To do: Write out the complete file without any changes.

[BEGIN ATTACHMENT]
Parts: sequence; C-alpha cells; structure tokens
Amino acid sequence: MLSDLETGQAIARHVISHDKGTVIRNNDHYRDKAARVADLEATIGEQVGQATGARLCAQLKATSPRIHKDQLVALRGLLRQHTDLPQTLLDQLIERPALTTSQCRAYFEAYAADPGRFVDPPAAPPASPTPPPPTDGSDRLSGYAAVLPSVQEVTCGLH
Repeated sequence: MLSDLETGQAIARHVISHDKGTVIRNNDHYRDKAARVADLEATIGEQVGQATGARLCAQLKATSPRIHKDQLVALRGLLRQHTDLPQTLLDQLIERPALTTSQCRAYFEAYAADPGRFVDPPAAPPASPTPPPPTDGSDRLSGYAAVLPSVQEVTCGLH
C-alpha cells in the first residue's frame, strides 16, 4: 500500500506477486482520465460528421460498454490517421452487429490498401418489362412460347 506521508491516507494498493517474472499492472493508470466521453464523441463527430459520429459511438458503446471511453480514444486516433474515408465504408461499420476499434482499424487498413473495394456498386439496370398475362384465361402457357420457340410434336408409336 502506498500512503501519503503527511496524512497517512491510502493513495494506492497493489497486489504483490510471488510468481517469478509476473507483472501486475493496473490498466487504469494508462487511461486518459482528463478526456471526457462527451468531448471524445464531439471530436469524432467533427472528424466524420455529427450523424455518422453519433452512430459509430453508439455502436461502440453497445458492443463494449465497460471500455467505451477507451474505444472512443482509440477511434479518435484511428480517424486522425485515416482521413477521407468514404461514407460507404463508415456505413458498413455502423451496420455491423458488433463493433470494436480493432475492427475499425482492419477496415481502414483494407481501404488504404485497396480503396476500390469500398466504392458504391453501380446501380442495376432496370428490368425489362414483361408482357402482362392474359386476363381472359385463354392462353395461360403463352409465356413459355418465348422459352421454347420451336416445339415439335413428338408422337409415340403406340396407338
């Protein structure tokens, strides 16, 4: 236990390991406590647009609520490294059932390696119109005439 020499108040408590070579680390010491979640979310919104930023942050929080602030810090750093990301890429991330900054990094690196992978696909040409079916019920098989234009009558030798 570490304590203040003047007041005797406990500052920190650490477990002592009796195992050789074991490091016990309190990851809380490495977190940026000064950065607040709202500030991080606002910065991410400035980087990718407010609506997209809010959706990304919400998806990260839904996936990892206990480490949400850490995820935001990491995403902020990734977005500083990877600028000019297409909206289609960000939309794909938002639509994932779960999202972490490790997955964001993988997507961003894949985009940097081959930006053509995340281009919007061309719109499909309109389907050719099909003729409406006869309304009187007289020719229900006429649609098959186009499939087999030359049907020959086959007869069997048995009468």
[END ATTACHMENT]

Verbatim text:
Parts: sequence; C-alpha cells; structure tokens
Amino acid sequence: MLSDLETGQAIARHVISHDKGTVIRNNDHYRDKAARVADLEATIGEQVGQATGARLCAQLKATSPRIHKDQLVALRGLLRQHTDLPQTLLDQLIERPALTTSQCRAYFEAYAADPGRFVDPPAAPPASPTPPPPTDGSDRLSGYAAVLPSVQEVTCGLH
Repeated sequence: MLSDLETGQAIARHVISHDKGTVIRNNDHYRDKAARVADLEATIGEQVGQATGARLCAQLKATSPRIHKDQLVALRGLLRQHTDLPQTLLDQLIERPALTTSQCRAYFEAYAADPGRFVDPPAAPPASPTPPPPTDGSDRLSGYAAVLPSVQEVTCGLH
C-alpha cells in the first residue's frame, strides 16, 4: 500500500506477486482520465460528421460498454490517421452487429490498401418489362412460347 506521508491516507494498493517474472499492472493508470466521453464523441463527430459520429459511438458503446471511453480514444486516433474515408465504408461499420476499434482499424487498413473495394456498386439496370398475362384465361402457357420457340410434336408409336 502506498500512503501519503503527511496524512497517512491510502493513495494506492497493489497486489504483490510471488510468481517469478509476473507483472501486475493496473490498466487504469494508462487511461486518459482528463478526456471526457462527451468531448471524445464531439471530436469524432467533427472528424466524420455529427450523424455518422453519433452512430459509430453508439455502436461502440453497445458492443463494449465497460471500455467505451477507451474505444472512443482509440477511434479518435484511428480517424486522425485515416482521413477521407468514404461514407460507404463508415456505413458498413455502423451496420455491423458488433463493433470494436480493432475492427475499425482492419477496415481502414483494407481501404488504404485497396480503396476500390469500398466504392458504391453501380446501380442495376432496370428490368425489362414483361408482357402482362392474359386476363381472359385463354392462353395461360403463352409465356413459355418465348422459352421454347420451336416445339415439335413428338408422337409415340403406340396407338
């Protein structure tokens, strides 16, 4: 236990390991406590647009609520490294059932390696119109005439 020499108040408590070579680390010491979640979310919104930023942050929080602030810090750093990301890429991330900054990094690196992978696909040409079916019920098989234009009558030798 570490304590203040003047007041005797406990500052920190650490477990002592009796195992050789074991490091016990309190990851809380490495977190940026000064950065607040709202500030991080606002910065991410400035980087990718407010609506997209809010959706990304919400998806990260839904996936990892206990480490949400850490995820935001990491995403902020990734977005500083990877600028000019297409909206289609960000939309794909938002639509994932779960999202972490490790997955964001993988997507961003894949985009940097081959930006053509995340281009919007061309719109499909309109389907050719099909003729409406006869309304009187007289020719229900006429649609098959186009499939087999030359049907020959086959007869069997048995009468």